Now, with the TV audience heavily divided with the plethora of cable channels, providing people are watching them at all, marketers have to take a proactive push to promote films far beyond the usual official websites, although Wreck-it Ralph has some fun webgames equivalents of the games in its film. As it is the film companies have had to return to some interactive promotional stunts to get some attention, but there is a right and wrong way to do it.

From Superman vol. 2 #5 (May 1987)
Currently, Gillette is doing the wrong way in its cross promotion of the upcoming Man of Steel film with its "How Does He Shave?" where celebrities filmmaker Kevin Smith, Bill Nye the Science Guy, Mythbusters Jaimie and Adam and actor Mayim Bialik give their "theories" of how Clark Kent does facial grooming.  The problem is that it has been well established for decades in the comic on how Clark does it: by directing his heat vision off a reflective surface on to his own face to burn his whiskers off.  Unlike the ideas of the celebrities, this concept is simple and logical enough to keep it as a background fact without interfering with the stories.

Kevin Smith has tried to defend this silly promotion with condescending rhetoric:  "The campaign is for people who are in the mainstream. It is certainly not for the comic book aficionado. It was more to capture the attention of those who don't make Superman and comic books the focus of their lives."  That doesn't hold water considering that method has been used to the most significant TV adaptations of the modern Superman over the decades before Smallville: Lois and Clark: The New Adventures of Superman and Superman: The Animated Series, although they cheated slightly by using ordinary mirrors instead of the reflective plate from his Kryptonian rocket ship. Considering each was at least a reasonably significant popular success on that mass medium, one hardly needs to be an avid comic book fan to know this little factoid.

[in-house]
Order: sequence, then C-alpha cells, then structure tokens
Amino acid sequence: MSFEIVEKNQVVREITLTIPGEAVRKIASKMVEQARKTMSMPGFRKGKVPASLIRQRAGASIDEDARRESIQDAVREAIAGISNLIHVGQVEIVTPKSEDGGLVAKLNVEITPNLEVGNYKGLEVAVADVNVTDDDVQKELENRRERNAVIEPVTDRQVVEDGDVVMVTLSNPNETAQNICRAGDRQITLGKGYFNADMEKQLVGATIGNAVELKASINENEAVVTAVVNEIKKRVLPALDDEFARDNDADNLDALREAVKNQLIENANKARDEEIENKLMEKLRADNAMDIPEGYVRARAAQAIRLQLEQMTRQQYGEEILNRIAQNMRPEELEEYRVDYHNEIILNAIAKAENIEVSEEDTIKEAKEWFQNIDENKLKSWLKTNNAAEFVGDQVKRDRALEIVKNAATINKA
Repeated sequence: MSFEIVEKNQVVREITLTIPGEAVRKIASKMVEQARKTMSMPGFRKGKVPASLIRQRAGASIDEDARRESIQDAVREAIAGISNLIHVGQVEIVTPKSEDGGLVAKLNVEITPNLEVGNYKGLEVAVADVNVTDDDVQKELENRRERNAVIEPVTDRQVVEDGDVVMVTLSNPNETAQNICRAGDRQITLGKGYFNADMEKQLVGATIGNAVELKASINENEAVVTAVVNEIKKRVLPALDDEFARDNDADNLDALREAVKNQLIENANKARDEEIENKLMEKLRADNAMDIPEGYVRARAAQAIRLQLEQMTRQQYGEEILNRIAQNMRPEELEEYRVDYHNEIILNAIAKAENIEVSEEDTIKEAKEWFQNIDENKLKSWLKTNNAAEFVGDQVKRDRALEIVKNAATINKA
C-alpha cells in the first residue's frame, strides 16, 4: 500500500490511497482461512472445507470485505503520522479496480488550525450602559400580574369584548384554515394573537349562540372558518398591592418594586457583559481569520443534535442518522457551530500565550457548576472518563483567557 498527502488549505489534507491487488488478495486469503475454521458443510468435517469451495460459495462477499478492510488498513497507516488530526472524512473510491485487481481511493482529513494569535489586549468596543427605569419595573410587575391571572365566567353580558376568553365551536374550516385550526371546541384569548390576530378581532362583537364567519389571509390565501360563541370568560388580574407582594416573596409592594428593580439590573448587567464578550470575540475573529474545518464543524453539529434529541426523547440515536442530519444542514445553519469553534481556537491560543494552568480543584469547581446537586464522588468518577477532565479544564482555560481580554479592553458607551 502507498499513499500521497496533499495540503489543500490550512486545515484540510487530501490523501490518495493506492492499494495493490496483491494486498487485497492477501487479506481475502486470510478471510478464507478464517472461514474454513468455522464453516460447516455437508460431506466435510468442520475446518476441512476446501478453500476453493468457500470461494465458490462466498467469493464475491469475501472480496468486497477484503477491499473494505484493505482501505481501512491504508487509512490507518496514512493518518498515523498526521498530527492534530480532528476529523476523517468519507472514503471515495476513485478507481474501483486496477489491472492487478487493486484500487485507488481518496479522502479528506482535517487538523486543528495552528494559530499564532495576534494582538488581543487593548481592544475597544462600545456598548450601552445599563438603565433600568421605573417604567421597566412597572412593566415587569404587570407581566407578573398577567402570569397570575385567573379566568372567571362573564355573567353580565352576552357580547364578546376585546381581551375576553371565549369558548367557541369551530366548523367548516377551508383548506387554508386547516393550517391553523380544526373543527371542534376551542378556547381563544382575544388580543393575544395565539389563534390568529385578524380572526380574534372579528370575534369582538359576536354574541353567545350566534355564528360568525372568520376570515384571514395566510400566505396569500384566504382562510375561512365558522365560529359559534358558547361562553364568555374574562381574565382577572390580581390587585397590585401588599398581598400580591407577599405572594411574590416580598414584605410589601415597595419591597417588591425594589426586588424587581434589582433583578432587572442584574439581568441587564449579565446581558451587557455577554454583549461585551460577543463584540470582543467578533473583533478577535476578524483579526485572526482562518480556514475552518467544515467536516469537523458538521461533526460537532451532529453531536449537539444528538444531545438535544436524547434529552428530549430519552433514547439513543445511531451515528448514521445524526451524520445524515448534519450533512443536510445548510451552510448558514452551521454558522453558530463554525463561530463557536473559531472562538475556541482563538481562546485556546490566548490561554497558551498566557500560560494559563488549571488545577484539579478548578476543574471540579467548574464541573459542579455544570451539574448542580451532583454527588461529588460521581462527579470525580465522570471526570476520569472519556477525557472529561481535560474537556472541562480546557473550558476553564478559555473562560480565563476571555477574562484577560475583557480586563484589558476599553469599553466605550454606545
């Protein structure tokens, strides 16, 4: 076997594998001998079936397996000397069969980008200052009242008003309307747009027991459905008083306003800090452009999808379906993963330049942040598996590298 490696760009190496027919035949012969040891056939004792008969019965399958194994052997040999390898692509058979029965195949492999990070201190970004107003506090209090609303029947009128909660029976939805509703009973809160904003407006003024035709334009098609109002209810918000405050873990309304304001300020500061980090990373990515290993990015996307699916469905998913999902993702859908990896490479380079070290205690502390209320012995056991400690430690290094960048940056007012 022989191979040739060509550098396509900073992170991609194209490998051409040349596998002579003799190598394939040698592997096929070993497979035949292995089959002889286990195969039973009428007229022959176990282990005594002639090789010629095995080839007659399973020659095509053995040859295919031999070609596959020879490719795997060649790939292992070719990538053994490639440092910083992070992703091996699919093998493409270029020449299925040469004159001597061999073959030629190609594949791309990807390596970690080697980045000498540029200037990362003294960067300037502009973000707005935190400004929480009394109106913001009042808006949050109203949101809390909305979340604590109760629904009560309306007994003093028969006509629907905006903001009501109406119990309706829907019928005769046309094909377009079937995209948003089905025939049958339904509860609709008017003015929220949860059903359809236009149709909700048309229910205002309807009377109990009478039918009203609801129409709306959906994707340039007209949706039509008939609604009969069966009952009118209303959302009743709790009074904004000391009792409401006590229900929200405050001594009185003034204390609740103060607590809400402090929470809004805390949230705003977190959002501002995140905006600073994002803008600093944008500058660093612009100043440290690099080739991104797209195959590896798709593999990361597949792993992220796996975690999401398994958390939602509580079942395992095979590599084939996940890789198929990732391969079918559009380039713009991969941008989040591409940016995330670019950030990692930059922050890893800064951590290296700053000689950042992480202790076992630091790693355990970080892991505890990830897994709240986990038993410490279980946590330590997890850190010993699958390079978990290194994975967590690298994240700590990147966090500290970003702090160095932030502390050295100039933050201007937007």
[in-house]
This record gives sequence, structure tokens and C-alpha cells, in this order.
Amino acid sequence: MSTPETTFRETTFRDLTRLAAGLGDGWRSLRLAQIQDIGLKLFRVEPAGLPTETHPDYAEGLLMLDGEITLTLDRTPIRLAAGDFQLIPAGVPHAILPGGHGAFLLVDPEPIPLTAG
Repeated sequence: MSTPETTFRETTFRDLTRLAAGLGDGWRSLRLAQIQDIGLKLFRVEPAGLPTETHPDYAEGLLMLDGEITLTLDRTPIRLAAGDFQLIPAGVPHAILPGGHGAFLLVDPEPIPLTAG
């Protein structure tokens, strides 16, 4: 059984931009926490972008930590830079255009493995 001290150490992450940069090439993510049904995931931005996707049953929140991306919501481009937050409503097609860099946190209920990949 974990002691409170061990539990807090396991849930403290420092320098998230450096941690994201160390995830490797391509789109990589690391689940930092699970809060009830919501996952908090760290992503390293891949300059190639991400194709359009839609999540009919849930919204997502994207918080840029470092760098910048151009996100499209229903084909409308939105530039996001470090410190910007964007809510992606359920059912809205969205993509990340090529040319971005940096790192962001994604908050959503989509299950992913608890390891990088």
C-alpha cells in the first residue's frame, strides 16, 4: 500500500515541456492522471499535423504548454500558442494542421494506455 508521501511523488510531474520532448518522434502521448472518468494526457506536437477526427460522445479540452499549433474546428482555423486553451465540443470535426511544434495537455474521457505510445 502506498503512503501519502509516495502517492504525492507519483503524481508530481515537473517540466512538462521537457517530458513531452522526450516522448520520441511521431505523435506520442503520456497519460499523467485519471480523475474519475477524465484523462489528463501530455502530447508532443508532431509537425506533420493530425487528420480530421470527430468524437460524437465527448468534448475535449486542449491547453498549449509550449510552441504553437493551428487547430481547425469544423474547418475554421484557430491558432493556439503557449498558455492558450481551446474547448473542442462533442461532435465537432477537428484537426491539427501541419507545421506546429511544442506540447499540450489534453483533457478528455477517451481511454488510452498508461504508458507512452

Instead, we get a curt dismissal of fans for a cheap promo that treats everyone like ignoramuses about a well established pop culture trivia fact that could be found with a simple online search. As much as I know the promo has been successful in sheer response numbers, but does it have to be at the expense of annoying fans who have stuck with the character

 It would have been more plausible to have done this kind of promo stunt for Superman Returns for how Superman could be surgically treatment for being kryptonite stabbed into his body with fragments breaking off internally.  That was apparently never addressed in the TV shows and you'd have to read Superman vol. 2 #4 to learn that a surgeon had to use a controlled exposure to kryptonite to weaken his skill in order to make incisions. I would have loved to seeing a medical company and/or hospital taking on that promo challenge back in 2006.

By comparison, a promotion where the fans are treated with respect with a brilliant publicity stunt was Coke Zero's Unlock the 007 in You challenge. Here, people in a train station using a particular pop machine were enticed to enter their name and then told they could get free tickets for the Bond film, Skyfall, if they could get another location in the station in 70 seconds. So, willing contestants ran through the station, dodge various obstacles while buskers played the Bond theme while various employees held displays of the remaining time. 

By contrast to the Man of Steel promo, this idea is wonderfully fun with the idea of emulating 007 as you race against the clock to win the challenge.  The only way it could have been enhanced, with some risk, is that if a classic privileged henchman villain from the films like Jaws or Oddjob could try standing in the contestants' way. In other words, this promo was designed with some real thought about the property and how to emulate its spirit in a way that fans will eagerly accept.

In short, I would love to see more publicity stunts that take the time to know the property and treat the fans with some respect.